Oman plans to cut subsidies next year 21

Gulf Daily News Sunday, 26th October 2014
Oman plans to cut
subsidies next year
KUWAIT CITY: Oman’s government
is likely to start cutting some state
subsidies next year as the decline in
global oil prices pressures its finances,
Financial Affairs Minister Darwish Al
Balushi said yesterday.
The country’s original budget plan for
2014 assumed the government would run
a deficit with an average oil price of $85 a
barrel. For most of this year, the oil price
has been higher, but in the last few months,
it has dropped steeply to as low as $82.
Oman has been considering ways to
reform its costly and sometimes wasteful subsidy system, though reductions in
spending would be politically sensitive.
Asked whether cuts were likely next year,
Balushi said: “Yes, I think the time is probable and especially with the decline in oil
prices. I think the people would be more
understanding now, more accepting. They
realise that this was natural wealth that is
being overused, wasted...”
In an interview on the sidelines of a
meeting of Arab finance ministers and
central bank governors in Kuwait, Balushi
also said the current subsidy system was
ineffective because it did not focus on
poorer people.
“Everybody gets, people who deserve
and people who do not. I think if we
rationalise it and use the saving for better
priorities, that will definitely have a return
for the people of Oman.”
The subsidy reforms will
proceed gradually and make
sure people who deserve state
aid are not affected, Balushi
said. He did not give details of
which subsidies would be cut,
but in the past has described
petrol as an obvious target.
Omani officials have said the
government may return to the
international debt market for
the first time since 1997 to
cover a budget deficit.
Balushi said, however, that
the government’s priority was
to make its first issue of Islamic
bonds for the domestic market.
“Sukuk for the local market
is more clear at the moment,
and we might be doing it during
the first quarter of next year.”
Omani bankers say a rial-denominated sukuk issue would
be a boost for the country’s
n Participants at the workshop
fledgling Islamic finance industry, giving Sharia-compliant
“There are more than $2.8 billion invested in banks a badly-needed tool with
mega real estate projects in the kingdom and the which to manage their liquidity.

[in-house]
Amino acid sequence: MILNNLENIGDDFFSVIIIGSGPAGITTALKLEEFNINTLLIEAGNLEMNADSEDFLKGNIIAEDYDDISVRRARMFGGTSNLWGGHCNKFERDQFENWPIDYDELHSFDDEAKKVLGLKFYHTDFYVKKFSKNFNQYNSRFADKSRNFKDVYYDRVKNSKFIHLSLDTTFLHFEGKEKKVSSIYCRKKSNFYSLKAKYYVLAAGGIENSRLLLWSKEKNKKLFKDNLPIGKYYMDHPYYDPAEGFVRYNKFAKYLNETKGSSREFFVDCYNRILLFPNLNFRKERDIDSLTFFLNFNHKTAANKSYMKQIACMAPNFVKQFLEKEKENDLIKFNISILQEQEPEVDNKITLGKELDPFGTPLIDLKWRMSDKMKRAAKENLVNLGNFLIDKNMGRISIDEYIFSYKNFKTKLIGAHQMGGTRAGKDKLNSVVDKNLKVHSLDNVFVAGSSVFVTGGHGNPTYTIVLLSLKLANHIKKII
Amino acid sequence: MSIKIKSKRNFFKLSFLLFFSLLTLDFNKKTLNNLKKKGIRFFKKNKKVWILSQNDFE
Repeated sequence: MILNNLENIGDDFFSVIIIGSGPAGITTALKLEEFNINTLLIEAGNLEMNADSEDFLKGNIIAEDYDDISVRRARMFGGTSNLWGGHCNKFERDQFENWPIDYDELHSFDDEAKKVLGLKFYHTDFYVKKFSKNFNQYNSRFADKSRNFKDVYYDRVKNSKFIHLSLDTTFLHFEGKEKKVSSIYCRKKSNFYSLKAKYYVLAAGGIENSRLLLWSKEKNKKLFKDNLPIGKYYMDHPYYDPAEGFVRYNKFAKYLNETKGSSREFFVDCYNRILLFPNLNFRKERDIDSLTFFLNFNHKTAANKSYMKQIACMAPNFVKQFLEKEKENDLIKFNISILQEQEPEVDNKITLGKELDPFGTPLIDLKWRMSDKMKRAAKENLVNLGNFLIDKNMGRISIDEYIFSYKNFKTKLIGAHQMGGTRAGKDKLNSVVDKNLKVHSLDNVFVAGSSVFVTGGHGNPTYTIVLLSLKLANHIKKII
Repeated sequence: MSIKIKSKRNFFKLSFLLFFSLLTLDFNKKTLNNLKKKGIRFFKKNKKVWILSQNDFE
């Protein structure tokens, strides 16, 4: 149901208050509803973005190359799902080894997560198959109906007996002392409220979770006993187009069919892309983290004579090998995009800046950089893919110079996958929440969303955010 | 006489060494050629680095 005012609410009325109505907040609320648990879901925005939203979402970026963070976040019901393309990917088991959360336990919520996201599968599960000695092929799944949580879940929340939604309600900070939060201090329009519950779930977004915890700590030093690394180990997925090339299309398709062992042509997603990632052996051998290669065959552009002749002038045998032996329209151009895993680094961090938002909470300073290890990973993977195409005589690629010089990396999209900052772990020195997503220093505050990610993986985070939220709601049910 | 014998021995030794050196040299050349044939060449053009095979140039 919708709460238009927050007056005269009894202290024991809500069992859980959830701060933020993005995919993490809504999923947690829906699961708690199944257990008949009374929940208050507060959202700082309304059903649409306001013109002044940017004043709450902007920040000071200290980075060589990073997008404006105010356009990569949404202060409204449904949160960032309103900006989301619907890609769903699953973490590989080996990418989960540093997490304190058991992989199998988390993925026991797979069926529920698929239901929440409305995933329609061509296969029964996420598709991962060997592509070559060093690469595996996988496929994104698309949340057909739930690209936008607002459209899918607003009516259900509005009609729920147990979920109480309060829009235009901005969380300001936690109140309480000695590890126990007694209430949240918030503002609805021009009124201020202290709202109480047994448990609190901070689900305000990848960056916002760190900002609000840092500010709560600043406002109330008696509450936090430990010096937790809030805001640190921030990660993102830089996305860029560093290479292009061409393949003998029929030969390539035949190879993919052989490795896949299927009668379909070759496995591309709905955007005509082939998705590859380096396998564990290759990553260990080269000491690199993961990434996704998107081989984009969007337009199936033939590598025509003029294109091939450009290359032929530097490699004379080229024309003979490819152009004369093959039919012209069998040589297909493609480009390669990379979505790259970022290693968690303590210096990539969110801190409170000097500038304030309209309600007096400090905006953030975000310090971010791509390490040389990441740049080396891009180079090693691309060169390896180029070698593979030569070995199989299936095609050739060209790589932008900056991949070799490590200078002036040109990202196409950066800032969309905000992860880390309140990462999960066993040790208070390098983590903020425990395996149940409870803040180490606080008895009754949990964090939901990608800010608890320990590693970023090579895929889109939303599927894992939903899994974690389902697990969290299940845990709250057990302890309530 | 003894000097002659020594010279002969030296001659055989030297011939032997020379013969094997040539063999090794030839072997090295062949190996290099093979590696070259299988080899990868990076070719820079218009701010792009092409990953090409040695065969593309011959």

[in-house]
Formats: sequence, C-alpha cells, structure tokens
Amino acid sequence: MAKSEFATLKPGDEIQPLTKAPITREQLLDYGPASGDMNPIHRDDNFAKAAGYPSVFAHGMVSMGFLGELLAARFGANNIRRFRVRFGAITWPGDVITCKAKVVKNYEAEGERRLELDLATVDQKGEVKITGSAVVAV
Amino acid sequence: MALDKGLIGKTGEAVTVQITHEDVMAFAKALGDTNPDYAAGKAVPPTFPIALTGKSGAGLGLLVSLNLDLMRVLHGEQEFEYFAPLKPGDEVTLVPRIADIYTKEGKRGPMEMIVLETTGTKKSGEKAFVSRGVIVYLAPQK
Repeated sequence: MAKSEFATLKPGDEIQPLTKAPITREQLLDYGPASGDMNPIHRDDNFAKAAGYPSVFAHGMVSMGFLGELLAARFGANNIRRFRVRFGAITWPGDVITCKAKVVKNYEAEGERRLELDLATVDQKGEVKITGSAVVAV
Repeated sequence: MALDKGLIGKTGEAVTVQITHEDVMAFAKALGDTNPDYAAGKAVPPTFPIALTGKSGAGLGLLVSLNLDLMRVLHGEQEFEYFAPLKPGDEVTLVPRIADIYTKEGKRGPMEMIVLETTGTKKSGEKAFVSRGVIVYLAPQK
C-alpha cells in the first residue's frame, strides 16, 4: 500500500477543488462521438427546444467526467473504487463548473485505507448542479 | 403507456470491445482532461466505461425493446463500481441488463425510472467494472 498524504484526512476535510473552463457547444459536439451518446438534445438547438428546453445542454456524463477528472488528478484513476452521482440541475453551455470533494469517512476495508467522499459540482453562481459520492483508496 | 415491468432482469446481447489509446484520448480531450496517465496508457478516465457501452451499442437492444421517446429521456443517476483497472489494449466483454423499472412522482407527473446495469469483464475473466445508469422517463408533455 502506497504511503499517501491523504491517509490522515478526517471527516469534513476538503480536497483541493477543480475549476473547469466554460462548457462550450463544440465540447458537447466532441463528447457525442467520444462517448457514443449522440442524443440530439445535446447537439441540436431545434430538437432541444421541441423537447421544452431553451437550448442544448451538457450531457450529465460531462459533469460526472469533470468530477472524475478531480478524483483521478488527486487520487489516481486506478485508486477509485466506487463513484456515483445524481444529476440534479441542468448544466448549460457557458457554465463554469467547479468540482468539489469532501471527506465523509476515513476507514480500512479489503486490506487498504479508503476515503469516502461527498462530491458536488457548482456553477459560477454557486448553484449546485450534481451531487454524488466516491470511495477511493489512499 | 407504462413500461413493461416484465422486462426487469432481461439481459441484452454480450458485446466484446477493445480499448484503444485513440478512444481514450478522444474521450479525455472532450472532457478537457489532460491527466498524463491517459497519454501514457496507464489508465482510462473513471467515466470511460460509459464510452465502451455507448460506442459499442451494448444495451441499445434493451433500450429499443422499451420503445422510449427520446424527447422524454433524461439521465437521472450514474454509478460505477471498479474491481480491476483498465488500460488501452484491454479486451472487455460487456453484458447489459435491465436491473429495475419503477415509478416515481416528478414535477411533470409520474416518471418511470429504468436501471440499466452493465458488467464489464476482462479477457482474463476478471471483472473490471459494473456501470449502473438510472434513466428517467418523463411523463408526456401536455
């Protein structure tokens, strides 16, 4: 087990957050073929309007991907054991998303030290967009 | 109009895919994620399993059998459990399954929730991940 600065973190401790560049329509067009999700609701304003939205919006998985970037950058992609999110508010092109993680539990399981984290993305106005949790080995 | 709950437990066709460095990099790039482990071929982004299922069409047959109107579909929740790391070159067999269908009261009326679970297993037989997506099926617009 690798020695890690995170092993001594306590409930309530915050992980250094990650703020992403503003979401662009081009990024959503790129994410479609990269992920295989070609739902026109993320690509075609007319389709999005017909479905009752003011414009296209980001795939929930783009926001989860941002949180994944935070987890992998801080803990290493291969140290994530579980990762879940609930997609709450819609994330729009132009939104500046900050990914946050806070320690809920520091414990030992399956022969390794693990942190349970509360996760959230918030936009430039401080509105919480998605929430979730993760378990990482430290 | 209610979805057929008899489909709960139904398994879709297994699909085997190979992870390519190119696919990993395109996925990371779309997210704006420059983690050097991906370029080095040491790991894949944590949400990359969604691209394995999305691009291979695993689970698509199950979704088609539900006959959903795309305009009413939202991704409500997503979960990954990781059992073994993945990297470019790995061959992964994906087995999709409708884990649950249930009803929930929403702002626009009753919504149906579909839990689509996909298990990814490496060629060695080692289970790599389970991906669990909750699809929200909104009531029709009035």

new law will set a framework to regulate and
The sukuk issue might be
support such projects.”
worth the equivalent of around
Additionally, the committee will have a dis- $300 million or $400m, Balushi
pute resolution function which will assist devel- said, adding the government
opers and investors in a quick settlement of has been considering maturities
disputes to ensure smooth progress of the project of five and seven years.
and the interest and rights of the investor.
“We look at more options
As per the latest Bahrain Economic Quarterly and see which one will serve
report issued by the Economic Development the government objective and
Board, the real estate and property market in also the economic objective
Bahrain grew by 4.5 per cent in the second quar- and the financial market.”
ter of this year compared to 1.8pc growth in the
same period last year.
Workshop focus on real
estate development law
MANAMA: Charles Russell,
one of the premier full service
law firms in the Middle East
and a leading international law
firm with offices in Bahrain and
Qatar, held a workshop to discuss the new real estate development law in the kingdom.
The workshop, held at the
Capital Club, was introduced by
Simon Green, the firm’s head
of real estate and construction
in the Middle East and included presentations from Unkar
Chanian and Reem Al Mahroos
and visiting partner, David
Savage, global head of property and construction.
The new development law introduced in July
this year and which will come into force in
February 2015, seeks to protect the interests
of investors and developers by establishing a
structure for such projects. Developers will be
required to obtain a licence and to set up an
account to allocate all the funds for the project
to ensure that the money raised from the market
will be used for a specific project which provide
high level of governance.
“The new law will attract more investments
into the real estate market in Bahrain and restore
investors’ confidence in this growing market,”
Ms Al Mahroos said.
n Industry and Commerce Minister Dr Hassan Fakhro directed Industrial Affairs Under-Secretary
Osama Al Arrayedh to open Bahrain Truck and Heavy Trailer Company’s facility in Sitra. The event
was attended by ministry officials, leading businesswomen, businessmen and representatives
from AL-KO, a major German company in the field of spare parts and industrial structures.
Market prices
are reviewed
MANAMA: Senior officials from the Industry and
Commerce Ministry yesterday
visited several markets, including Manama Central Market
for vegetables and fruits to
examine prices stability. The
move comes as Bahrain prepares for Ashoora.
Major suppliers asserted the
availability of fruits and vegetables to meet the demands
in the coming days, in which
more than 1,500 tonnes of
fruits and vegetables are provided on a daily basis from
Saudi Arabia, Jordan, Egypt,
Lebanon, Turkey, India,
Pakistan and other countries.
The Bahrain Livestock
Company and the Delmon
Poultry Company have vowed
to provide adequate supply of
meat during the season.
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